Saturday, March 26, 2011

Ghost Runners by Robert Rubenstein


My rating: 5 of 5 stars

When I started this book I knew nothing about the 1936 Olympics and the two jewish runners, Sam Stoller and Marty Glickman. I also did not know of Avery Brundage, the US Olympic committee leader who pulled those two atheletes from the American team at the last minute. The speculation is that Avery Brundage made his decision in an attempt to avoid embarrassing the Olympic host country, Nazi Germany. I researched the event while reading Ghost Runners to learn a little more about the event that Robert Rubenstein based his book on. It is a tribute to Rubenstein's that I was not only drawn in by the story, but was motivated to look into the facts behind it.

Robert Rubenstein has written the story of Bobby Gillman and Joshua Sellers who were pulled from this fictional Olympic team by Arian Bandage. Fiction is in many ways truer than non-fiction because writers of fiction are free to speculate about the powerful emotions behind the facts. That's what we readers get in Ghost Runners. Rubenstein has changed the names of some of his main characters so he can show their reality. They have strengths and weaknesses. They have relationships. They love their sport and they take pride in their heritage. By reading this account of the story I didn't just learn the facts, I was consumed by them.

In the book readers are taken from the streets of Brooklyn, New York to Germany via the Manhattan, a renovated cruise ship set up to allow the team to train while traveling. The training had its problems due to politics, partying, and sea sickness. But the team got where they needed to go. Once in Germany the story brings in famous names such as Leni Riefenstahl, who filmed the event, Joseph Goebbels, the German propaganda minister, and, of course, Adolf Hitler. On the American side there are athletes such as Jesse Owens and politicians such as FDR and Gerald Ford.

I've been reading a number of WW2 books recently. I'm glad I chose this one to add to that list. It's a wonderful read and a fascinating insight to that time.

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Thursday, March 17, 2011

Kira-Kira by Cynthia Kadohata

Kira-KiraKira-Kira by Cynthia Kadohata

My rating: 5 of 5 stars

Because of the enormous tragedy brought to Japan by the tsunami and its disastrous affect on one of their nuclear power plants, I, like everyone else I know, have had the people of that country constantly on my mind. I read the updates on line to find out what is happening with the reactors. I listen with awe to the stories of the plant personnel walking into certain death with only the hope that they can do something to help their neighbors. And, of course, I pray.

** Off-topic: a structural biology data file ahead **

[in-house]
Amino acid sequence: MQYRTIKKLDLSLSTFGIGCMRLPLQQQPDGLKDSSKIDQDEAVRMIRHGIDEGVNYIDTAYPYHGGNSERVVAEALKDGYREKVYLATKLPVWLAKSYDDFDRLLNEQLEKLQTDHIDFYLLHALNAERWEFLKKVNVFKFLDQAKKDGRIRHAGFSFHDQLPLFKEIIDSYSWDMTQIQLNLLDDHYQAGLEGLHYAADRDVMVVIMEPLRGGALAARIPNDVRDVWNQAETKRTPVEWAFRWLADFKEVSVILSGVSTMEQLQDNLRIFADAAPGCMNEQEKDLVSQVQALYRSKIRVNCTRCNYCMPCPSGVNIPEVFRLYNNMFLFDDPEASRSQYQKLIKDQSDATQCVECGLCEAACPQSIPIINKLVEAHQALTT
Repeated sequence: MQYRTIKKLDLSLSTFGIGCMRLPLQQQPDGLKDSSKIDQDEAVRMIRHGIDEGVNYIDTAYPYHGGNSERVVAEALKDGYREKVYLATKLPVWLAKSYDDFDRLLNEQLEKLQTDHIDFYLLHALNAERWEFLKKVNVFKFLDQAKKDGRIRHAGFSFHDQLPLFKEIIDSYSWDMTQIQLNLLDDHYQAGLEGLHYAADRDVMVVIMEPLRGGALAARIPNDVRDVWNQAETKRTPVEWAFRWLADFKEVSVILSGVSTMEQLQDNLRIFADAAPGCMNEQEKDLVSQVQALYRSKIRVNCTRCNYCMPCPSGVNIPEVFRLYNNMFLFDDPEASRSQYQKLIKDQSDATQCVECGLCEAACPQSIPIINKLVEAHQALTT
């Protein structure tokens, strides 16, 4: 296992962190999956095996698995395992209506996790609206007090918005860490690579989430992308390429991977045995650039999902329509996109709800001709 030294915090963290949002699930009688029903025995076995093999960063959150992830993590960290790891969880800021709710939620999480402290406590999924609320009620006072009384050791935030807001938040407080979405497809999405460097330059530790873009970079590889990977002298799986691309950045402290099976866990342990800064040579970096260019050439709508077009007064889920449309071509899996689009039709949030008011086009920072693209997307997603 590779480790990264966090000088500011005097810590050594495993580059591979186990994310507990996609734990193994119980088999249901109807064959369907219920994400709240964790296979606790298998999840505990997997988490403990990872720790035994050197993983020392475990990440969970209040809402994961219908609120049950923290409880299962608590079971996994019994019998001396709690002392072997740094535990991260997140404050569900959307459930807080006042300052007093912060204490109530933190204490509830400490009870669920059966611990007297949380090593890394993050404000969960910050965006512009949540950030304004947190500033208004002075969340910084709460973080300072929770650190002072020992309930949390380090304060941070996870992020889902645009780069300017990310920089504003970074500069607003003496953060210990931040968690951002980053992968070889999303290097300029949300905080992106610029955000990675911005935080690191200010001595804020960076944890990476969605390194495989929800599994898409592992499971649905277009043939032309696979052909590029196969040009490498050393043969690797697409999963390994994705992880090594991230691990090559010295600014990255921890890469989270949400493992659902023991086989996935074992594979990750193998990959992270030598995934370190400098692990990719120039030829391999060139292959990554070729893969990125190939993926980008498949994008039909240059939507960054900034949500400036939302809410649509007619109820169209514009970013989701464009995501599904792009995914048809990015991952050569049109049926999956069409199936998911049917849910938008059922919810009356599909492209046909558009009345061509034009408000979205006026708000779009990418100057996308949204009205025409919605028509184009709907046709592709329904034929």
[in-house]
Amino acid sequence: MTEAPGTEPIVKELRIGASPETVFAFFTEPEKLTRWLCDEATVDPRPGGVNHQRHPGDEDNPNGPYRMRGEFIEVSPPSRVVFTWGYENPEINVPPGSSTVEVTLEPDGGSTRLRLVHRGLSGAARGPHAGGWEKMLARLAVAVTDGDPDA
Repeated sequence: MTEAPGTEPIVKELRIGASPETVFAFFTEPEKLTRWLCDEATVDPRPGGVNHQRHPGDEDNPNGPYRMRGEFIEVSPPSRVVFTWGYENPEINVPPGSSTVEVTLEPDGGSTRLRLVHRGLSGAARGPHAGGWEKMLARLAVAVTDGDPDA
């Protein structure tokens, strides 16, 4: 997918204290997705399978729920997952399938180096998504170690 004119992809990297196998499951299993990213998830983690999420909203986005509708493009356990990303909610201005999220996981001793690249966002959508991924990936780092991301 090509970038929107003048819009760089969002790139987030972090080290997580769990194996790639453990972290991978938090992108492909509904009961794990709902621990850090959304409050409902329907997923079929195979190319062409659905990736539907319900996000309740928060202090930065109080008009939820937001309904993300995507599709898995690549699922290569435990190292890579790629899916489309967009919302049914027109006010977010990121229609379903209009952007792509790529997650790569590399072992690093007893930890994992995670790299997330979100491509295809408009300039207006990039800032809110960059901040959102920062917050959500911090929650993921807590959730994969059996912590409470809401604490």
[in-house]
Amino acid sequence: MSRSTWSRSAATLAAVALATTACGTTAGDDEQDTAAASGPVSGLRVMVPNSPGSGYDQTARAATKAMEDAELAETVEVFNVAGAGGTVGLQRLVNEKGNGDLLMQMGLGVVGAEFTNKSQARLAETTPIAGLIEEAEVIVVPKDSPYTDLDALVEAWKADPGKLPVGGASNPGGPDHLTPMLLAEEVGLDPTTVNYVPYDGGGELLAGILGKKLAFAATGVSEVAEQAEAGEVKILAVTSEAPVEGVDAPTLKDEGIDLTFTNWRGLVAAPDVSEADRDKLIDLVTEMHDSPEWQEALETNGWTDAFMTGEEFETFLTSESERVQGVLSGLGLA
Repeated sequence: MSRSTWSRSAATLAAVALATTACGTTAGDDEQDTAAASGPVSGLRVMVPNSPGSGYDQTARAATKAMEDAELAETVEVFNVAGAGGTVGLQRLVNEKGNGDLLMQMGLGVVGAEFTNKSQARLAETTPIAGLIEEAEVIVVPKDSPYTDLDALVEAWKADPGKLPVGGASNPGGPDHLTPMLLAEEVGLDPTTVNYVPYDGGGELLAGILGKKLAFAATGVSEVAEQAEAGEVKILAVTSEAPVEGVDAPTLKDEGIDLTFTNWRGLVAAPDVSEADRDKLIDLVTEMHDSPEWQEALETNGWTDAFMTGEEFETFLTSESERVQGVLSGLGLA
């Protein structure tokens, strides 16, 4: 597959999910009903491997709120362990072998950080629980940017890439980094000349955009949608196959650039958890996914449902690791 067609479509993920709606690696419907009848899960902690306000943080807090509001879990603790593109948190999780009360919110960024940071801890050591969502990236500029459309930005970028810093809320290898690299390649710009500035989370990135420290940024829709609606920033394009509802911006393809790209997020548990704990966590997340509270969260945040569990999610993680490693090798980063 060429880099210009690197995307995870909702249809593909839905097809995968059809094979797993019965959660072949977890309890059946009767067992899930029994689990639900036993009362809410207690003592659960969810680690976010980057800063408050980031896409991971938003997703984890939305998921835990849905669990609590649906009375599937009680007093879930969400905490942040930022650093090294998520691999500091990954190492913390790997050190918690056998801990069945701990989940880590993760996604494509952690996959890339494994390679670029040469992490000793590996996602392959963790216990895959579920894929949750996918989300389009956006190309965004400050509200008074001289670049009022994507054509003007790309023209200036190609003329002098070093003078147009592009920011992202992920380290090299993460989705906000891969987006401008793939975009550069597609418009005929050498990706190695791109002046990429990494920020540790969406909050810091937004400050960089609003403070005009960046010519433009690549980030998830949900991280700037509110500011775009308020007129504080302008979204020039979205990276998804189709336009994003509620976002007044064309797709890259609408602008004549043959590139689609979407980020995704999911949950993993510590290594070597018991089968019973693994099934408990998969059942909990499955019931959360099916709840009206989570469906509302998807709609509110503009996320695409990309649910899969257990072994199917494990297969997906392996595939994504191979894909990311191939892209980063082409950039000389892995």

When I want to know what's going on with any world event I go to our news outlets. But when I want to know how people feel I go to the world of fiction. Because that's where the most powerful emotions and thoughts are documented. This time I wanted to know about the Japanese people, so I chose the book Kira-Kira by Cynthia Kadohata. This may seem like an odd choice, because it is a book about Japanese Americans living first in Iowa then in Georgia and because it is a book intended for young people. But it turned out to be exactly what I was looking for.

Kira-Kira is the story of a young Japanese American whose sister suffers with lymphoma. Katie loves her sister. She also looks up to Lynn as a role model and as a parent figure. They live in poverty and their parents have to spend most of their time just trying to put food on their table. That is why Lynn is in many ways the person raising Katie.

I loved the way the book captured many aspects of the Japanese culture, but remained focused on more universal qualities such as family love. Katie's father is strong, yet gentle. He is willing to do anything for his family and is frustrated when some problems are beyond his power.